To solve this, we use a custom application that invokes the MSVC compiler, resource compiler, linker and builds the .inj file as needed. This was originally coded by pd, and later improved on by DCoder and Alex. It's written in C# and is in the svn:// repository, you'll need C# Express to build it.

Once it's ready, you'll need to set the paths. Most of those are self explanatory, except for the last one, "Output path". It should obviously point to the folder where you want the Ares dll and inj to appear, but there's a catch. The parent of this folder should contain a "debug" folder. (This is because I usually build in the releases/unstable/binary folder and copy it to the YR folder, and this way the debug symbols are created where they should be.)

Compiler options

/Ox /W4 %INCLUDES% /wd4100 /wd4731 /wd4740 /DWIN32 /D_WINDOWS /D_CRT_SECURE_NO_WARNINGS /DNOMINMAX /EHsc /Gz /Zp8  /Gm /Zi /GS- /nologo /we4035 /we4715 /c %IN% /Fo%OUT%

Note: /DNOMINMAX should only be applied when compiling Ares revisions >= 754. In earlier ones it will fail to compile.

Library manager options


Resource compiler options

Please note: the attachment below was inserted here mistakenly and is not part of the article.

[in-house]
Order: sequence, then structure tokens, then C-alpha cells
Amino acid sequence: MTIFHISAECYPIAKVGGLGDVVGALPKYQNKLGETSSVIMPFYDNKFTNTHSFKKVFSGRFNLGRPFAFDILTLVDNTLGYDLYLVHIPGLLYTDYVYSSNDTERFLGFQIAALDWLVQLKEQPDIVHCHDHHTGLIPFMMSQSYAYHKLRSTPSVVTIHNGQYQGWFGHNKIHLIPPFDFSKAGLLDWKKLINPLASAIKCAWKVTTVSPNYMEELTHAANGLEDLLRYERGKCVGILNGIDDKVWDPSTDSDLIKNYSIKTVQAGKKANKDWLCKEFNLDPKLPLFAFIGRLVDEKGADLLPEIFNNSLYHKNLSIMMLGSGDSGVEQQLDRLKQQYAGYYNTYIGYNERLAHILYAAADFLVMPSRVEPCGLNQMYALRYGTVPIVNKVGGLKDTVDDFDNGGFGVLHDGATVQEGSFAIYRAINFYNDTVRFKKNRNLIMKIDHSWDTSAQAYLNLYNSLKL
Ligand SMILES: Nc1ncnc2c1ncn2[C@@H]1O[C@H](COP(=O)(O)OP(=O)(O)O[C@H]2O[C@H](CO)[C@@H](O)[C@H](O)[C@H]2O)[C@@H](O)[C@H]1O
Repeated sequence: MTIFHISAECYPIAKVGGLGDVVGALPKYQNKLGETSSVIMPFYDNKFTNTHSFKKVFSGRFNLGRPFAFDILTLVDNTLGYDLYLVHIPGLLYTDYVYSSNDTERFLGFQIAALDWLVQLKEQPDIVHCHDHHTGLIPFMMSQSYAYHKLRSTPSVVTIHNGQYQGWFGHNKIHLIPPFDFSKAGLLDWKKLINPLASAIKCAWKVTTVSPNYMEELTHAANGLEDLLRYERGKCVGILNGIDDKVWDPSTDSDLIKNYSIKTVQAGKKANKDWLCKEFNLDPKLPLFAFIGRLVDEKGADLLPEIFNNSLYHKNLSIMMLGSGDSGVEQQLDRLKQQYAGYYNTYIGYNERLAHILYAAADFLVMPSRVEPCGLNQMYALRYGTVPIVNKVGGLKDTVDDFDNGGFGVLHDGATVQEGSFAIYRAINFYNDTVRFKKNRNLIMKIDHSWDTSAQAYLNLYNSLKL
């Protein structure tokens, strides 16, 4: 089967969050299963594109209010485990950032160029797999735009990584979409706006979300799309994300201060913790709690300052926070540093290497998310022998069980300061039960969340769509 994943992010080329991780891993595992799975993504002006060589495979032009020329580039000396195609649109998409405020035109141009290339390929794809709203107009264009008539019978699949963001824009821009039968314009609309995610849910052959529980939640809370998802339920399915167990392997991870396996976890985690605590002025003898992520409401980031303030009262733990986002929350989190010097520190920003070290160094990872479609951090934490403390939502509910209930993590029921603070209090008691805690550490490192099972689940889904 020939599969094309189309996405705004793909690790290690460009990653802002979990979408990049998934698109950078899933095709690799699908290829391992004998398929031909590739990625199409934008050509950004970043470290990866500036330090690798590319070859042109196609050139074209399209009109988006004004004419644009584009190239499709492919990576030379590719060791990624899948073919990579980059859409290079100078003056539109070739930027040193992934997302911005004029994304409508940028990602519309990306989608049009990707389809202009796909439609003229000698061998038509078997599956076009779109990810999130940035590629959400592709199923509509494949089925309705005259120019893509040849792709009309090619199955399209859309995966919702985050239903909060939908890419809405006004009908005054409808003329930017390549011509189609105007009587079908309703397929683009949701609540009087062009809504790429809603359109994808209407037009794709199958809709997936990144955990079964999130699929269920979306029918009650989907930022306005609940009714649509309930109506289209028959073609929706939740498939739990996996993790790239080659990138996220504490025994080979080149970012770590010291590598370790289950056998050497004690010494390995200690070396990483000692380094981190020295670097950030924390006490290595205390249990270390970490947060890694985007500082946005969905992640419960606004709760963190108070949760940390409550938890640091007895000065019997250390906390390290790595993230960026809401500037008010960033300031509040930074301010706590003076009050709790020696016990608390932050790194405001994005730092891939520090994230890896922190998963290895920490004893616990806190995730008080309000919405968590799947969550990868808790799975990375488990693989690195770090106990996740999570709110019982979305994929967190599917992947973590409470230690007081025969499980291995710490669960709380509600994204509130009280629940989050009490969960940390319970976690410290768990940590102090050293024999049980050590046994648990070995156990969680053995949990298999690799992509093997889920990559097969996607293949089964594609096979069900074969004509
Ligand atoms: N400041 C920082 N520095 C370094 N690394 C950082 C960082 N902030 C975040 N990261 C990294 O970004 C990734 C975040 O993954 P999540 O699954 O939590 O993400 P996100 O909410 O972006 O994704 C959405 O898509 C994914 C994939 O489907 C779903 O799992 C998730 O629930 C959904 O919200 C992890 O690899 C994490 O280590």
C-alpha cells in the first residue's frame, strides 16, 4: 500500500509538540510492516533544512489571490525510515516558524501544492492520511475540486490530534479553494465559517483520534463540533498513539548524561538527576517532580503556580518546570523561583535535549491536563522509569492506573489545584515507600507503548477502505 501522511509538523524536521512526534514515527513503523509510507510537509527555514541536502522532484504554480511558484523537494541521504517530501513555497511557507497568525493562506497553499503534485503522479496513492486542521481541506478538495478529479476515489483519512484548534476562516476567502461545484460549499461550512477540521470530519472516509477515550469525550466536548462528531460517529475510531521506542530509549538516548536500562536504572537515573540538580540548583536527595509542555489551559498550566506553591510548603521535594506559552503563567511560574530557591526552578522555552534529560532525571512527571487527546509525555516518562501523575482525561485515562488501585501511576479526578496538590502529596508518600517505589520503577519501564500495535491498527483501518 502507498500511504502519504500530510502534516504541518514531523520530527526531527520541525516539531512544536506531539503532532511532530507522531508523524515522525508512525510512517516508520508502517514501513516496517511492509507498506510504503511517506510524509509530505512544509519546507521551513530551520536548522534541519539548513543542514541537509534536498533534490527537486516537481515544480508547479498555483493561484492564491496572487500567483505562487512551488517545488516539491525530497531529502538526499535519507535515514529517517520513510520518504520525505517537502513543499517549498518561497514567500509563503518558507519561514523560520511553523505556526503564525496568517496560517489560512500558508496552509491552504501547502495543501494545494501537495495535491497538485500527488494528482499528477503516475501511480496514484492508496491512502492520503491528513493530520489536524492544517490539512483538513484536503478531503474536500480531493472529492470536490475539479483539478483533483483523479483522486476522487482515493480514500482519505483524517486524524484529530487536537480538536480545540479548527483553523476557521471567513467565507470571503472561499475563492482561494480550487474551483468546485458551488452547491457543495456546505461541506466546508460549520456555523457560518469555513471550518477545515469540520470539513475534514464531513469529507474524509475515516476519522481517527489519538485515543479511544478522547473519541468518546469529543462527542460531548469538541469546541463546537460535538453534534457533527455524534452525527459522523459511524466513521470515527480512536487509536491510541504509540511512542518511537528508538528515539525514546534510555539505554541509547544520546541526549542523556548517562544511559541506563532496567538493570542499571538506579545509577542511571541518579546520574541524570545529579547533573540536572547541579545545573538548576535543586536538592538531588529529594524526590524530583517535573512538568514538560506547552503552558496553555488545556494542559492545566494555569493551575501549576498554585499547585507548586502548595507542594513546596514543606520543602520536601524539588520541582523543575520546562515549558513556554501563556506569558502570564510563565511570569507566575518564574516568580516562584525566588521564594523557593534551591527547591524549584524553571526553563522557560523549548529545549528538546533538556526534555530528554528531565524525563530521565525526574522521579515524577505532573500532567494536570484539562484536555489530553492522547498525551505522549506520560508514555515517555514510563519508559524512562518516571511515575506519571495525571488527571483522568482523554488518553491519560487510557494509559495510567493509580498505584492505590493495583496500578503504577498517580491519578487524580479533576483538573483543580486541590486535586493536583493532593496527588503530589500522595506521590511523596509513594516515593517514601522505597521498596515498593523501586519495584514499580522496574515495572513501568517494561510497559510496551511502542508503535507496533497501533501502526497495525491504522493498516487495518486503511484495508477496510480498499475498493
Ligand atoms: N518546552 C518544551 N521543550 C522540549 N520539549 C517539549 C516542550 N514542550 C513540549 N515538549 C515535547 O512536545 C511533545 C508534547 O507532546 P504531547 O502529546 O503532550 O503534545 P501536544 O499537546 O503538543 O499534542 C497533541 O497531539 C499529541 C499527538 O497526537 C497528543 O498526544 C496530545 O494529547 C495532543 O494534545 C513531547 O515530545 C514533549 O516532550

%INCLUDES% /v /fo %OUT% %IN%

Linker options


Add /DEBUG /PDB:"path" if you want the debug symbols to be generated as well.

If linking fails due to the unresolved external symbol _MiniDumpWriteDump@28, simply add DBGHELP.LIB to the list of linked files.

Building manually

Wip tools.png Work in Progress
This page is the result of a currently running discussion. The information on it is subject to change. If you wish to follow the discussion or want to know more about the history of this page, please follow this link.


  • Compile YRPP's StaticInits.cpp as a static library.
  • Compile all Ares's .cpp files into .obj.
  • Compile all Ares's .rc files into .res.
  • Link.
  • Generate the .inj file somehow (grep is a good option. Syntax is explained above.)